`Canada's Madonna and child'

A Picture and a Thousand Words


John Goddard on `Canada's Madonna and child' - TorStar Feb. 27, 2005.

Death and love have rarely been portrayed together so dramatically.

Mother and child are on the brink of starvation. The previous fall,
the main caribou herds bypassed their camp and now, toward the end of
February 1950, nothing remains in the igloo to ingest except scraps
of caribou skin.

Earlier pictures from the same roll show the mother displaying the
scraps to her three-year-old son and encouraging him to chew on one.
Then, with nothing else to give, she floods the boy's senses with

She grips him firmly and close, presses nose-to-nose as though to
literally breathe life into him, and showers him with comfort and
affection - through her eyes, her smell and the familiar rustle of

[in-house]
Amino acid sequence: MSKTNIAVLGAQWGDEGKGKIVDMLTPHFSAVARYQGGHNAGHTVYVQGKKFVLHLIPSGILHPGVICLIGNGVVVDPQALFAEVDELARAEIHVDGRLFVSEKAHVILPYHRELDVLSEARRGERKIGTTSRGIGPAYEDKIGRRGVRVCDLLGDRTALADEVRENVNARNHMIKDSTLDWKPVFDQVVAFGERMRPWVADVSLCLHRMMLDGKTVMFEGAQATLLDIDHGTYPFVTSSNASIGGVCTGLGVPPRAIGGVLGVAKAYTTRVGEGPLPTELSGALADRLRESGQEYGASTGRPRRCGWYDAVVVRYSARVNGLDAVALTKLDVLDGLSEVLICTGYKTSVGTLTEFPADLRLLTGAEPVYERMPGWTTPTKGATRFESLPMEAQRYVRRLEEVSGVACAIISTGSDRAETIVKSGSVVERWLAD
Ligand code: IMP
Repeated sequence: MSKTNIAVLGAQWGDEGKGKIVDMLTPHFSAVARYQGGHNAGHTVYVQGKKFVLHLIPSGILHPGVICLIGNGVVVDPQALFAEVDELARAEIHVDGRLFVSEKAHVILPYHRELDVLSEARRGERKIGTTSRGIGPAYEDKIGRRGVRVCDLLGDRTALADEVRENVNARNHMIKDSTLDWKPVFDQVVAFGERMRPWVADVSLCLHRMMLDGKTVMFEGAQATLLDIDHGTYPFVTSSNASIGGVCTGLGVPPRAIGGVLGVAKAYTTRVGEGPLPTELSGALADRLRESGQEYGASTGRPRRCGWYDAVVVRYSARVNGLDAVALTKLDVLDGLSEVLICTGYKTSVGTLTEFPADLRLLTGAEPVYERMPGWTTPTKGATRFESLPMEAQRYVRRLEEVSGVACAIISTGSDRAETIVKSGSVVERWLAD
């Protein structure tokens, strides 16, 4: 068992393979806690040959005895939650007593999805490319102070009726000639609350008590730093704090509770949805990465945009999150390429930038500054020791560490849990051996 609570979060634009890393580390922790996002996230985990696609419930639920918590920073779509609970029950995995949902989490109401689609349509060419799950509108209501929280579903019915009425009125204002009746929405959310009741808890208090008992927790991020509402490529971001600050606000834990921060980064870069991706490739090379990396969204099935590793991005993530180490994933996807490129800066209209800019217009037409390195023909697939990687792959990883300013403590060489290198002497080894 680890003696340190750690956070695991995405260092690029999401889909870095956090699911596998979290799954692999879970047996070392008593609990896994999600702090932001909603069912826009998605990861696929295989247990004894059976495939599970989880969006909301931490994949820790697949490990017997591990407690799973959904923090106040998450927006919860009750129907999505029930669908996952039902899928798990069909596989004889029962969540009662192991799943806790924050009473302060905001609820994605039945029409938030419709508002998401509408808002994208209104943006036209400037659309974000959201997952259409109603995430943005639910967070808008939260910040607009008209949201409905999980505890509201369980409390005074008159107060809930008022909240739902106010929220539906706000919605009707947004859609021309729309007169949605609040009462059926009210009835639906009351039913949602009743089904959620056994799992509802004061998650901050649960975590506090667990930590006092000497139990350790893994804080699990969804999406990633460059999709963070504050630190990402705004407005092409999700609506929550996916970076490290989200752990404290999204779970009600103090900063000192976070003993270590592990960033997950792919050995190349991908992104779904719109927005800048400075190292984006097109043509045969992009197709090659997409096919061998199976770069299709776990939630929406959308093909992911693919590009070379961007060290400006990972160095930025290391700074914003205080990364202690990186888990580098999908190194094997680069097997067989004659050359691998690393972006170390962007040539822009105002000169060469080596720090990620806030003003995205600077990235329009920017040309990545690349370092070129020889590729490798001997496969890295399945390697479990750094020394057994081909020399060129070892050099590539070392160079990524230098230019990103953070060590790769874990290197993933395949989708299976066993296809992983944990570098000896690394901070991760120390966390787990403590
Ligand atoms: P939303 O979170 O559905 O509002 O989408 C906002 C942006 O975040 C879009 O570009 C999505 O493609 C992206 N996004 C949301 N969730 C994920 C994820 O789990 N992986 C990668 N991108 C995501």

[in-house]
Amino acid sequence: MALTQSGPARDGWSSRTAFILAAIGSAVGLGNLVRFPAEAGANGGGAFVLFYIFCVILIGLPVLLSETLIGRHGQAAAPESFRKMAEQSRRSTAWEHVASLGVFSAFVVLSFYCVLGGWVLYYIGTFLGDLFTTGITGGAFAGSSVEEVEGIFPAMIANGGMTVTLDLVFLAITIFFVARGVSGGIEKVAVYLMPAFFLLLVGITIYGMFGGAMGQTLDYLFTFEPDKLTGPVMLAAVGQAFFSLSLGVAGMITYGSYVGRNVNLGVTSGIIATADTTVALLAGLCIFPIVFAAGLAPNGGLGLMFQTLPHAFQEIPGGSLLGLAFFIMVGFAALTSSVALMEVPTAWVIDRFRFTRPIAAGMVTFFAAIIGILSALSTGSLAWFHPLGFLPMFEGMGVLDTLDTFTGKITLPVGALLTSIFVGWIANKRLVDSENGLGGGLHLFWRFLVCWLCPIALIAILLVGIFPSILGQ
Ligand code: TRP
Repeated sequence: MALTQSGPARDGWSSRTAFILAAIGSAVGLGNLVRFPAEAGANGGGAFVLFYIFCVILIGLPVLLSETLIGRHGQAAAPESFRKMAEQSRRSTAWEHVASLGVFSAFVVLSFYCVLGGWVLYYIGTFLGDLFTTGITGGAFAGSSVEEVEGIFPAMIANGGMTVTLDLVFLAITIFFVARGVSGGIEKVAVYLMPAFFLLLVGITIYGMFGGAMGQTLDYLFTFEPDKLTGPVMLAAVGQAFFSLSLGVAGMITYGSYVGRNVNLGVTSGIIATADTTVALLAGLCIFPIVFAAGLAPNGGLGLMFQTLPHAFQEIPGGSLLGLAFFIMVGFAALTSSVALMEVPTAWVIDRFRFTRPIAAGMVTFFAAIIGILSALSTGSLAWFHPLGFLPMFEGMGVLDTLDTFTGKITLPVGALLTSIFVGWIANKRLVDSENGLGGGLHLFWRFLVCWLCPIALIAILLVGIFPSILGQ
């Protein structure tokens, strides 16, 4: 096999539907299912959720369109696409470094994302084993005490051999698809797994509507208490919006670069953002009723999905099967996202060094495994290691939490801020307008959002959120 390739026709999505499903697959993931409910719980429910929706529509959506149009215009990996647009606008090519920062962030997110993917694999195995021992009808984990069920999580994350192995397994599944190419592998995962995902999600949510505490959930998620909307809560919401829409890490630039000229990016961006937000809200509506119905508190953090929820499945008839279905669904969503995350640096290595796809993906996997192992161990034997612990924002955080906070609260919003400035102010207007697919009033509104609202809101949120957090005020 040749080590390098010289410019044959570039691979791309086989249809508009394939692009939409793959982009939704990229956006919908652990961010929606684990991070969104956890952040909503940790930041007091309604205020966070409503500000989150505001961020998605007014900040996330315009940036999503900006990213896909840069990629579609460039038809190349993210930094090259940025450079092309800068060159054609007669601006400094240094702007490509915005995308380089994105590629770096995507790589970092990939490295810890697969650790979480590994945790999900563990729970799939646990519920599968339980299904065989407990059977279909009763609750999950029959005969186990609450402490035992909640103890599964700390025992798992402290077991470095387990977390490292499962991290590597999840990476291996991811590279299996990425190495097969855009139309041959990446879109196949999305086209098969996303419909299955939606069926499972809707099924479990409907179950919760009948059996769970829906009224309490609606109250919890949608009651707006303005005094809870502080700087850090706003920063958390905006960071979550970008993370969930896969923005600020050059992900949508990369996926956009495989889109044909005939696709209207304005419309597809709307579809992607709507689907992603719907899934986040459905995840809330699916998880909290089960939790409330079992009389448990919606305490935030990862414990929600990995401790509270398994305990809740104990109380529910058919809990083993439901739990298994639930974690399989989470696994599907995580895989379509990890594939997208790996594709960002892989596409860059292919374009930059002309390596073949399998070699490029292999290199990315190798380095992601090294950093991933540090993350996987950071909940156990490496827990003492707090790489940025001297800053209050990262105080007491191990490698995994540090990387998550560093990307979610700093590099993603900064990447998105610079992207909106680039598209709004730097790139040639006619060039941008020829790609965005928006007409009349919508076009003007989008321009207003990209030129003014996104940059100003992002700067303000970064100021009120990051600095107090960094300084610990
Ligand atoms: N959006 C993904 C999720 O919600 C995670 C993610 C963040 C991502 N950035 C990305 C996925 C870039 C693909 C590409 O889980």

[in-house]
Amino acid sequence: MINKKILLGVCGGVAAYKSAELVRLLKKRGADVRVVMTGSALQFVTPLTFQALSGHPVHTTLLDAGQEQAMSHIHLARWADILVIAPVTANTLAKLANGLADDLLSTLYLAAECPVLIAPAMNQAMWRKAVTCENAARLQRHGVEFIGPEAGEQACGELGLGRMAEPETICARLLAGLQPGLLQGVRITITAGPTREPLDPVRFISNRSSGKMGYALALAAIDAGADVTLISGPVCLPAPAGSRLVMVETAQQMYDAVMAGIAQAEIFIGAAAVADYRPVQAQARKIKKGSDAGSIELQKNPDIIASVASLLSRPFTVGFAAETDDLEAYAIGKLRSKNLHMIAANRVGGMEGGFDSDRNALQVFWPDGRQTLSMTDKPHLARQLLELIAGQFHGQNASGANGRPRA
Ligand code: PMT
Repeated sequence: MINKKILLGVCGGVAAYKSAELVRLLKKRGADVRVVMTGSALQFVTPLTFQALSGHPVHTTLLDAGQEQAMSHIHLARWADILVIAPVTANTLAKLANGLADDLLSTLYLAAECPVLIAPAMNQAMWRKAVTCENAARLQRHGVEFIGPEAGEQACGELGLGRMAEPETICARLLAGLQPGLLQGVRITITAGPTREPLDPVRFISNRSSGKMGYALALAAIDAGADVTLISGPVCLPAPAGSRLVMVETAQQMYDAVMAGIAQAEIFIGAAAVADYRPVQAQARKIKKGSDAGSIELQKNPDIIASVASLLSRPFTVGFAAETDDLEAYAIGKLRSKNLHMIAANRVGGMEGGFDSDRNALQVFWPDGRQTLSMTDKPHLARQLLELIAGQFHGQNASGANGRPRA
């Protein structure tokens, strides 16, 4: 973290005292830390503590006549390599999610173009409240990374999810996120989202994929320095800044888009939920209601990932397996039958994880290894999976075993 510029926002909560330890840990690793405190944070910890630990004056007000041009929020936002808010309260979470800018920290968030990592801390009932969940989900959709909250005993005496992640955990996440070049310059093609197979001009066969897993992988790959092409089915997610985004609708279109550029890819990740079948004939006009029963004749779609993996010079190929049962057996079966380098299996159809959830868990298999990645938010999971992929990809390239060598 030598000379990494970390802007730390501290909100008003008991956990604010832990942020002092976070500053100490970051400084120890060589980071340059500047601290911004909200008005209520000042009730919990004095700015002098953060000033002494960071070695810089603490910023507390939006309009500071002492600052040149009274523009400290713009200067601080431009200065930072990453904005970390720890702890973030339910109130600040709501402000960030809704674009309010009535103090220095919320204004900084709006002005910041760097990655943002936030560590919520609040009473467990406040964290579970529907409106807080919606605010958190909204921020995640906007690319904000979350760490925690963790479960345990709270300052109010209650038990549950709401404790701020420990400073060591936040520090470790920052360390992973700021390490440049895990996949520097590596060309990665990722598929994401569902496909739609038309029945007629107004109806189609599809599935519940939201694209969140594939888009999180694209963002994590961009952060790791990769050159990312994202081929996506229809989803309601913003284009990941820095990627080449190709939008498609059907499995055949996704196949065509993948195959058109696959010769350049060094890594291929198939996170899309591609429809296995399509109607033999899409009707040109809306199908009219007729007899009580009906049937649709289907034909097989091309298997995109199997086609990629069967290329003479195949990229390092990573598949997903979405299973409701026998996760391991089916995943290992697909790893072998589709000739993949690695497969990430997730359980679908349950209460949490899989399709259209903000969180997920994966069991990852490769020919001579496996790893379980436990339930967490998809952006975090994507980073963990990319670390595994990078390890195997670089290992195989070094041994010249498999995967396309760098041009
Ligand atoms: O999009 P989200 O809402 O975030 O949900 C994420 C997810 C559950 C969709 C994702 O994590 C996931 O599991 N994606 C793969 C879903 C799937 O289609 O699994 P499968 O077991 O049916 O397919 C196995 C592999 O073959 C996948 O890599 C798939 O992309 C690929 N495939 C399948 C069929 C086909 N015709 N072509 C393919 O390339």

her clothes.

Richard Harrington, who took the picture, turned 94 on Thursday;
details of his epic dogsled journeys through the Canadian Arctic in
the 1940s and '50s are fading from his memory.

"And I don't like the cold," he says ruefully over a cup of tea at
his East York bungalow.

But his records tell the story well enough.

On Jan. 19, 1950, he left Churchill, Man., by dogsled in 50-below
weather heading north along the coast of Hudson Bay. At the time, he
was one of the country's foremost documentary still photographers. He
regularly sponsored his own assignments to the far corners of the
world and afterward showed up in New York to sell his work to Life,
Look, Parade and other mass-circulation magazines.

This time his purpose was to document the way of life of some 300